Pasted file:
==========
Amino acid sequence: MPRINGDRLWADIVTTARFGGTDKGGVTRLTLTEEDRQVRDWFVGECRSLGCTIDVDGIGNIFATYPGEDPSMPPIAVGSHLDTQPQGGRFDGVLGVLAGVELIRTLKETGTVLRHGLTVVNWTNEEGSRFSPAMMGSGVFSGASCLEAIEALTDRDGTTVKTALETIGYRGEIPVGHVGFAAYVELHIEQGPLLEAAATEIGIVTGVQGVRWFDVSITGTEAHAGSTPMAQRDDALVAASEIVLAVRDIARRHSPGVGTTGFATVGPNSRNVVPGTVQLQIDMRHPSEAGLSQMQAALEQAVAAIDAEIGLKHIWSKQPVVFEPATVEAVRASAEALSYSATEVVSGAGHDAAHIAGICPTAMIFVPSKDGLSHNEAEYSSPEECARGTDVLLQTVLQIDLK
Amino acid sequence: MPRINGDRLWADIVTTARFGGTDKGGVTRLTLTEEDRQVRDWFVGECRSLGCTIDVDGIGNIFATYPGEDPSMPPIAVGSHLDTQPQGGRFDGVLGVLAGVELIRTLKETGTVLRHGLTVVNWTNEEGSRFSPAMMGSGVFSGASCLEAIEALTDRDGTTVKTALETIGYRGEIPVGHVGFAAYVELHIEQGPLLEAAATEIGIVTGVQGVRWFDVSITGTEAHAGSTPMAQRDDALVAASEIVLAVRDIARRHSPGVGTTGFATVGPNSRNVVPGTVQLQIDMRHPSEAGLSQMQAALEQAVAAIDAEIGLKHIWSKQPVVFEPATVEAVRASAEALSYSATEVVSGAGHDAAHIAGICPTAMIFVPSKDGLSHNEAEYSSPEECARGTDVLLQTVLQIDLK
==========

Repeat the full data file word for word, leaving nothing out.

Amino acid sequence: MPRINGDRLWADIVTTARFGGTDKGGVTRLTLTEEDRQVRDWFVGECRSLGCTIDVDGIGNIFATYPGEDPSMPPIAVGSHLDTQPQGGRFDGVLGVLAGVELIRTLKETGTVLRHGLTVVNWTNEEGSRFSPAMMGSGVFSGASCLEAIEALTDRDGTTVKTALETIGYRGEIPVGHVGFAAYVELHIEQGPLLEAAATEIGIVTGVQGVRWFDVSITGTEAHAGSTPMAQRDDALVAASEIVLAVRDIARRHSPGVGTTGFATVGPNSRNVVPGTVQLQIDMRHPSEAGLSQMQAALEQAVAAIDAEIGLKHIWSKQPVVFEPATVEAVRASAEALSYSATEVVSGAGHDAAHIAGICPTAMIFVPSKDGLSHNEAEYSSPEECARGTDVLLQTVLQIDLK
Amino acid sequence: MPRINGDRLWADIVTTARFGGTDKGGVTRLTLTEEDRQVRDWFVGECRSLGCTIDVDGIGNIFATYPGEDPSMPPIAVGSHLDTQPQGGRFDGVLGVLAGVELIRTLKETGTVLRHGLTVVNWTNEEGSRFSPAMMGSGVFSGASCLEAIEALTDRDGTTVKTALETIGYRGEIPVGHVGFAAYVELHIEQGPLLEAAATEIGIVTGVQGVRWFDVSITGTEAHAGSTPMAQRDDALVAASEIVLAVRDIARRHSPGVGTTGFATVGPNSRNVVPGTVQLQIDMRHPSEAGLSQMQAALEQAVAAIDAEIGLKHIWSKQPVVFEPATVEAVRASAEALSYSATEVVSGAGHDAAHIAGICPTAMIFVPSKDGLSHNEAEYSSPEECARGTDVLLQTVLQIDLK